Lectionary passages for Jan. 19, 2014. Isaiah 49:1-7, Psalm 40:1-11, 1 Corinthians 1:1-9, John 1:29-42
The new testament readings catch my eye this week. They both, in different ways, speak about unity and the goal of the followers of Jesus.
In Corinthians, Paul spends the first chunk of his letter (9 verses) in greetings and warm thoughts. In verses 4-9, he names the particular strengths of the church. They have grown in speech and knowledge and in their faith in Christ. They are not lacking any of the spiritual gifts necessary for them to live out their lives and to face any difficulty (including persecution) that will come their way.
Have you ever felt suspicious when someone is too gushy in their praise, leaving you wondering what difficult thing they are building up toward saying? Read verses 10 and following! Paul really wants to get at the issue of divisions in the church. Apparently people are arguing over which leader they follow. Paul is frustrated because understands his goal as a leader is to present the gospel, not to become a 'god' of some sort! He is frustrated when the divisions distract from what the church is supposed to be doing.
At a Christmas Eve service about 3 years ago, I greeted a visiting couple. Their church didn't have a service so they came to ours. The man leaned toward me and joked; "we're from the competition!" That comment has always niggled at me. Other churches shouldn't be competition, we're all, hopefully, on the same team. We might have different styles, and some disagreements, but ultimately we have the same goal. It's not to glorify ourselves, but to point people toward God.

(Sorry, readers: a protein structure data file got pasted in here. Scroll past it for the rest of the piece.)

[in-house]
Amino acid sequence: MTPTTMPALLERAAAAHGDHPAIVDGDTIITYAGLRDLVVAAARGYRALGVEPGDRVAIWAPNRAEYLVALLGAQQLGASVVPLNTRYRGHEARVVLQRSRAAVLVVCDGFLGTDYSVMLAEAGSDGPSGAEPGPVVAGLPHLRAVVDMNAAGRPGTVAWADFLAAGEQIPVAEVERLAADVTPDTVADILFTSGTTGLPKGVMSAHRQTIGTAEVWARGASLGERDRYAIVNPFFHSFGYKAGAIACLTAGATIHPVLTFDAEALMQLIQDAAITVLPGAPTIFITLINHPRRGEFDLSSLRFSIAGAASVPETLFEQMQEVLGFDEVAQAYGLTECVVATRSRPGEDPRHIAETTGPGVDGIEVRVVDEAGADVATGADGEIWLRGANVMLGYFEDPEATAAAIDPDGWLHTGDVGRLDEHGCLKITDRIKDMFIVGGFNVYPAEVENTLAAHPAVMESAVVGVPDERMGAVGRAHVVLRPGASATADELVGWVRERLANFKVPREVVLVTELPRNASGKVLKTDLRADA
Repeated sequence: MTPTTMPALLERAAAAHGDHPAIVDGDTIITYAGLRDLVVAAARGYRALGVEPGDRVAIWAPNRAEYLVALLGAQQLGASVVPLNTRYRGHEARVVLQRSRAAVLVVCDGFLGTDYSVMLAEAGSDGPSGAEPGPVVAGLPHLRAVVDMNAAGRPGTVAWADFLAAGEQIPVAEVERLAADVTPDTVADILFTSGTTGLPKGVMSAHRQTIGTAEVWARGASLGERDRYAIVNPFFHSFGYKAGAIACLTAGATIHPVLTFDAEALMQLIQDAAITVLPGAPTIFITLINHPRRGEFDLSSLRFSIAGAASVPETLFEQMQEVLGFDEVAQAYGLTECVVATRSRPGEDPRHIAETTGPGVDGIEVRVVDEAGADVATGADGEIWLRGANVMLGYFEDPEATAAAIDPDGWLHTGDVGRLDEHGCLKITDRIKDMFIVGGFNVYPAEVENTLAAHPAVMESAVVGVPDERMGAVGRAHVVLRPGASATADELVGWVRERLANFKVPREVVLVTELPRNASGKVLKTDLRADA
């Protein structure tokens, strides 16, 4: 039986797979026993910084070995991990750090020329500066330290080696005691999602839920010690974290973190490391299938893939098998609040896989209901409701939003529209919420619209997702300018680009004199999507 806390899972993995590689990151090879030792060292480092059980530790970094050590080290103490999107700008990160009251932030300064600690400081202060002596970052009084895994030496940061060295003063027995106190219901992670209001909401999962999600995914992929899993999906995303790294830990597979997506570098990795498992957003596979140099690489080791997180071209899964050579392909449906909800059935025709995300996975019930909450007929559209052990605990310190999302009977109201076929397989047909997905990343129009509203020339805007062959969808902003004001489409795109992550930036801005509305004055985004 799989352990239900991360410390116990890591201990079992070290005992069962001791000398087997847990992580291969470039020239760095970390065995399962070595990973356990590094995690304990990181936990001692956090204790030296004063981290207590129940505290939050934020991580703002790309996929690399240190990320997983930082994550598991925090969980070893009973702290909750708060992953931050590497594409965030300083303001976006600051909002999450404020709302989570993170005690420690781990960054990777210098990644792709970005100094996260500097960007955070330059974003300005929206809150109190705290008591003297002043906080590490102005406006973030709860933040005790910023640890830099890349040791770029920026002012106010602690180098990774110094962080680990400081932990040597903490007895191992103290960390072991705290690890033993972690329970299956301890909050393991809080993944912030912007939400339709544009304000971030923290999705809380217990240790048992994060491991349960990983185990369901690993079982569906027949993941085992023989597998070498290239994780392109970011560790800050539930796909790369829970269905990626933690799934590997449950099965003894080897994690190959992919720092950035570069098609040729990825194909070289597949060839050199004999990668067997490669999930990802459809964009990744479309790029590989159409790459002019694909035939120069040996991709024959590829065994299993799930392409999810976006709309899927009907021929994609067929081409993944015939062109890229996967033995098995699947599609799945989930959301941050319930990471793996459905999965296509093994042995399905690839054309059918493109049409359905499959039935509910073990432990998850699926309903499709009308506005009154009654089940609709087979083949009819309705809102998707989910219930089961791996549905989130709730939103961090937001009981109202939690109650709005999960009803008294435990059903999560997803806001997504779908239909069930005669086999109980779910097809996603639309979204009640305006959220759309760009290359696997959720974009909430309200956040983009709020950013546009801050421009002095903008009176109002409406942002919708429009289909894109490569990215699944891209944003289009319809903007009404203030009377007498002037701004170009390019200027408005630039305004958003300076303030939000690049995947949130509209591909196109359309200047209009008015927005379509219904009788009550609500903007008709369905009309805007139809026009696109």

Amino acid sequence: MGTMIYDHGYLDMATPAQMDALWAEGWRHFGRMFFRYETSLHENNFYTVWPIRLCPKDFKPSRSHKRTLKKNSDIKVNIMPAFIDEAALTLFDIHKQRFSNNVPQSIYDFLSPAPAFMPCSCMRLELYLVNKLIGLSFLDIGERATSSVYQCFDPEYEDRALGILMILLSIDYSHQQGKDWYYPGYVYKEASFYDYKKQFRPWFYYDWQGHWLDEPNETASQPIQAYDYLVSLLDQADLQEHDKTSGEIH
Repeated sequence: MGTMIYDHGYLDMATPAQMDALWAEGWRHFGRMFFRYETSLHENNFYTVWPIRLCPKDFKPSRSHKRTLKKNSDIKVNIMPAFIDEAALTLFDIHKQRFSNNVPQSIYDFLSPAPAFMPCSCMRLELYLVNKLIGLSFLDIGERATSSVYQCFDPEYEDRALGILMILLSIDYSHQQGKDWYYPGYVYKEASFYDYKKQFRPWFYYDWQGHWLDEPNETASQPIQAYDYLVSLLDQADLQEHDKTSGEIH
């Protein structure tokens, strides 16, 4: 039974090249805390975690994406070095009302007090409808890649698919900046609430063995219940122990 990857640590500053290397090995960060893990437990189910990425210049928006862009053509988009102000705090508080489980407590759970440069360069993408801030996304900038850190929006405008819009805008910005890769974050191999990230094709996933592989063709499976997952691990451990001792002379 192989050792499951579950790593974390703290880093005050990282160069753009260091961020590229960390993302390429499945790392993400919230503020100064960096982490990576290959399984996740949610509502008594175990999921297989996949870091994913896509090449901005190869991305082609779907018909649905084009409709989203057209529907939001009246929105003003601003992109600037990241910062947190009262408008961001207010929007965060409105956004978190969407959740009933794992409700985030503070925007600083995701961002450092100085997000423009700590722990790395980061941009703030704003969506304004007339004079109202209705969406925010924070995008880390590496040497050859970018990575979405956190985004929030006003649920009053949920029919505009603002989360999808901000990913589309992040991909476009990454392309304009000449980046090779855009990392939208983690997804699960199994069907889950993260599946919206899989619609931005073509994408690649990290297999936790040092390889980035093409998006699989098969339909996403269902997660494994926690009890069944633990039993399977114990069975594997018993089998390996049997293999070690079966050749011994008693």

While Paul is definitely wanting to get on with the chastising, we shouldn't forget those first 9 verses of warm praise. Problems can take over our psyche and occupy more than the legitimate amount of attention at times. Paul does a good thing in pointing out what is working well, it is a way of establishing a basis from which to get to work at what needs doing.
In the John passage, Jesus' public ministry is just beginning and he is gathering disciples. His first followers are remarkable because they were John's before they came to Jesus! John identifies Jesus and points him out. It's a remarkable selfless and authentic faith act on John's part. John was a wildly popular evangelist, yet he has absolutely no designs on keeping his followers or building his "fan" base. His message was always about Jesus, and when Jesus shows up, John steps back. Andrew and Simon Peter, likewise, make good decisions based on what they see and hear. Their switch over to following Jesus isn't a rejection of John, it's an embracing of God's message. There aren't "sides" to chose between, it's all about following God, and John really gets that.
There's a lot to think about in these passages!